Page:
Here’s a clear example from Waitrose, part of the John Lewis Partnership, when registering for an account. The user can consent to receiving updates from Waitrose, John Lewis or John Lewis Financial Services. Each organisation gets its own checkbox.
However, it’s still technically an opt-out as the user has to click the buttons if they don’t want to receive further comms. A bit sneaky. This is not compliant with the GDPR.
Example Of Waitrose Update Preferences For Consent for Loyalty Programs
Keep records to demonstrate what the individual has consented to, including what they were told and when and how they consented. Getting the correct consents for your loyalty programme is essential when communicating with members.
Easy to withdraw:
Tell people they have the right to withdraw their consent at any time, and how to do this. It must be as easy to withdraw as it was to give consent. This means you will need to have simple and effective withdrawal mechanisms in place.
This sort of functionality is pretty standard in many sectors (e.g. in the media and e-commerce) but is still something that isn’t offered by everyone.
The Guardian shows how those that have registered for an account can withdraw permission for marketing in their account settings, as well as withdraw permission for profiling that may impact things such as the adverts a user sees.
Example of The Guardian’s Consent Form For Consent for Loyalty Program
One functionality the Guardian affords (below) which many do not, is the ability to fully delete your account (right to erasure). When you do this from within your account settings, there’s lots of clear information about how it will affect everything from the comments you have made to any paid subscriptions you have in place.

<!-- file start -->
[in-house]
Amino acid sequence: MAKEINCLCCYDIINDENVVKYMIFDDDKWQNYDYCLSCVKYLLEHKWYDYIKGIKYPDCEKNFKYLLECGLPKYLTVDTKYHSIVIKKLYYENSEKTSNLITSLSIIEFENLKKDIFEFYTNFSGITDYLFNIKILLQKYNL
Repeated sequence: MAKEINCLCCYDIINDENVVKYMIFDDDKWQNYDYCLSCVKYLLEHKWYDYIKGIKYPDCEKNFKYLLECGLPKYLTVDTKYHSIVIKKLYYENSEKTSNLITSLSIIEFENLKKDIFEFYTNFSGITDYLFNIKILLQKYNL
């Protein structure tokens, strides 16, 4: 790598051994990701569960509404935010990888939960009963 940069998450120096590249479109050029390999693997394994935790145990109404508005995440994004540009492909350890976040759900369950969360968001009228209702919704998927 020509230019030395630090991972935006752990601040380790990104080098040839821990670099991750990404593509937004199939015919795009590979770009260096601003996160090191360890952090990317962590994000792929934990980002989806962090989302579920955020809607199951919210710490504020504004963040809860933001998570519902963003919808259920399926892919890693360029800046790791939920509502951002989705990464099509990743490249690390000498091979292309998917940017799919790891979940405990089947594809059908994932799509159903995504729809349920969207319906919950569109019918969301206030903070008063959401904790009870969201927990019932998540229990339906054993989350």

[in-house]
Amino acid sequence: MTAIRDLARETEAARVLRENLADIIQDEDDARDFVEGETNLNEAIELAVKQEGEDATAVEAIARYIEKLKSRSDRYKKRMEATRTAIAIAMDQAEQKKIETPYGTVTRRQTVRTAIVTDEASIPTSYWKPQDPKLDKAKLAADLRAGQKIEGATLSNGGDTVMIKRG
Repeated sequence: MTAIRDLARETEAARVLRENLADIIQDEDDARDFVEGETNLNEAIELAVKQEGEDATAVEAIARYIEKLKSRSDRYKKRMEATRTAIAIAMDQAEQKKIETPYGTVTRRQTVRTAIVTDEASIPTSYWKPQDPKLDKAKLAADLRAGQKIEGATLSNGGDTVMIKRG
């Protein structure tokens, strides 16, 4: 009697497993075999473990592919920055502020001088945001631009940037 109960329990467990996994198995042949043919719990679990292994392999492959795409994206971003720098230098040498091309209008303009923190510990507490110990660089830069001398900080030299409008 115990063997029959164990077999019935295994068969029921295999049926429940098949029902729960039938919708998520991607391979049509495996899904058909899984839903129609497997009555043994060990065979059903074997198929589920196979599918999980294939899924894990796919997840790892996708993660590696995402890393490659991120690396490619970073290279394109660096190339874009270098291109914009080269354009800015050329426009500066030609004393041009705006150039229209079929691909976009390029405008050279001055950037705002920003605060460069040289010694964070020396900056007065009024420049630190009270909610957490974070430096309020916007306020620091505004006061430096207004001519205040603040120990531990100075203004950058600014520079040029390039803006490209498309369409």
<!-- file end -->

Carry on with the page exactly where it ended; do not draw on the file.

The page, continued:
The pages also states: “Deleting your account removes personal information from our database. Your email address becomes permanently reserved and the same email address cannot be re-used to register a new account.”

Example of Account Deletion Request for Consent for Loyalty Programs

No imbalance in the relationship:
Consent will not be freely given if there is imbalance in the relationship between the individual and the controller. This will make consent particularly difficult for public authorities and for employers, who should look for an alternative lawful basis.
For consent for loyalty programs to be valid under the GDPR, all the characteristics referred to above must be satisfied. If they are not, then you do not have consent.
The issue with both mechanisms described above (pre-ticked opt-in and un-ticked opt-out) is that the individual is not making a ‘clear affirmative action by which they signify consent to the processing of personal data.’ They are not doing anything to give consent in those circumstances. In fact, it is quite the opposite in that consent is assumed to be given unless the individual does something to say no.
Furthermore, in those circumstances how can it ever be unambiguous? You cannot know an individual has consented because they did not do something, you can only assume they have. Assumed consent is, by its very nature, ambiguous and so should not be relied upon.

Posted in Loyalty & Rewards, GDPR